The results of this study provide evidence of a significantly increased occurrence of PD with early-onset and typical symptom pattern, treatment response, and disease course in adults with 22q11.2 deletions. Neuropathological data confirmed the antemortem clinical diagnoses, providing, for the first time to our knowledge, details of the neurodegenerative pathology of PD associated with this genetic anomaly. Together with previous reports of unrelated patients6- 8 (Table 1), the findings suggest the 22q11.2 deletion as a mutation increasing risk for early-onset PD. The development of early-onset PD in this population is likely related to the effects of the hemizygous 22q11.2 deletion and is likely to involve 1 or more dosage-sensitive genes in the 22q11.2 region.
Two of our 3 pathologically confirmed 22q11.2DS cases had typical neuropathological features of PD with prominent Lewy body and Lewy neurite formation in a classic distribution. Our third case had extensive neuronal loss in the substantia nigra pars compacta along with neuronal loss in the locus ceruleus and the dorsal motor nucleus of the 10th cranial nerve. Gliosis was also observed in the midline nuclei and the anterior and posterior group of the intralaminar nuclei but in the absence of α-synuclein pathology. This variable presence of α-synuclein aggregation is identical to the situation found in PD associated with LRRK2 mutations, the most common known genetic cause of PD. Lewy body pathology is most frequent in LRRK2; however, some cases, even in the same family as Lewy body cases, have a “bland” nigral degeneration as seen in our case 3, while others have tau-related pathology.3,25PARK2-associated PD typically lacks α-synuclein pathology, but some cases with Lewy bodies have been reported (although these may represent examples of incidental Lewy body disease coincident with PARK2 mutations).3,26
The proximal 22q11.2 deletion region shared by the individuals with PD involves approximately 30 genes, none of which overlap any known PD loci (OMIM #168600). However, this region does contain plausible candidate genes implicated in PD-related pathways. These include microRNA miR-185, predicted to target LRRK2,27 and DGCR8, a key gene in the biogenesis of brain microRNA.28 Disruption of microRNA-mediated posttranscriptional regulation of gene expression in 22q11.2DS could directly or indirectly affect the expression of PD risk genes elsewhere in the genome (without the necessity of associated mutations).29 Other possible candidate genes in this 22q11.2 deletion region include SEPT5, encoding a protein that functionally interacts with the product of PARK2,30COMT, essential to dopamine level regulation, and 6 mitochondrial genes.31 Of these genes, all have shown brain expression and all examined have shown gene dosage effects in mouse models of the 22q11.2 deletion.31- 34 However, to our knowledge, there are no studies of these models at older ages that could help inform potential changes relevant to PD.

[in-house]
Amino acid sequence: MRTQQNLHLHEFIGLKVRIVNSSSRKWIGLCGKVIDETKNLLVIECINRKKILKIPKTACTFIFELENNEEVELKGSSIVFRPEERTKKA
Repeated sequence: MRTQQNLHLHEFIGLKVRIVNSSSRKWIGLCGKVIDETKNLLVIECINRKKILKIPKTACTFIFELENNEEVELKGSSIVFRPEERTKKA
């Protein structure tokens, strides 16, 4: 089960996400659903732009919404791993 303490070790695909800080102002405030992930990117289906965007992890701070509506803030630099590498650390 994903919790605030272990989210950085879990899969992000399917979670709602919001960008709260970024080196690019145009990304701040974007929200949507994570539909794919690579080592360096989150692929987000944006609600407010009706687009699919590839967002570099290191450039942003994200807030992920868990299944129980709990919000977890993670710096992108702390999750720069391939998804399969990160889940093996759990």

Our ascertainment strategies ensured that sample selection was unbiased with respect to recruiting adults with 22q11.2 deletions who had PD, minimizing the risk of artificially inflating the observed frequency of their co-occurrence. Importantly, we had access to exceedingly rare postmortem tissue from adults with 22q11.2 deletions who had been extensively genetically and phenotypically characterized. The pathological signs of PD found in the 22q11.2DS cases with and without schizophrenia strongly suggest that the parkinsonian clinical features were not due to adverse effects from antipsychotics used to manage schizophrenia. A recent epidemiological study has proposed that antipsychotic use may be associated with risk of developing PD.35 However, neither the extensive nigrostriatal dopaminergic cell loss nor Lewy body pathology typical of PD has been observed in neuropathogical studies of antipsychotic medication effects36 or of individuals with schizophrenia treated with antipsychotics.37 A recent meta-analysis of neuroimaging studies examining striatal presynaptic dopamine in patients with schizophrenia found no evidence of altered density of dopamine terminals and no significant effect of antipsychotic medication.38 The absence of dopaminergic cell loss in our 3 cases with 22q11.2DS and treated schizophrenia without PD corresponds with these findings. However, further studies on the possible effect of antipsychotic drugs on dopamine cell degeneration are needed.
There were some limitations of our study. The occurrence of PD in the cohort with 22q11.2DS is a minimum figure. Most individuals in our cohort were younger than 50 years and there may be as yet undiagnosed adults with 22q11.2DS and PD, including those in the early stages of the disease. For example, we know of 2 other individuals (aged 36 and 54 years) who were noted as exhibiting parkinsonian symptoms possibly indicative of early-onset PD but had not received a definitive PD diagnosis. Additional studies including functional imaging of the nigrostriatal dopamine system may help to further clarify this. Small numbers, likely related to the early mortality associated with the 22q11.2 deletion,17 prevented assessment of the occurrence of PD over age 65 years in patients with 22q11.2DS. Individuals with schizophrenia and congenital heart defects were overrepresented in our 22q11.2DS sample, given our ascertainment strategies. This could affect the generalizability of the findings to adults with milder manifestations of 22q11.2DS, many of whom remain unrecognized.10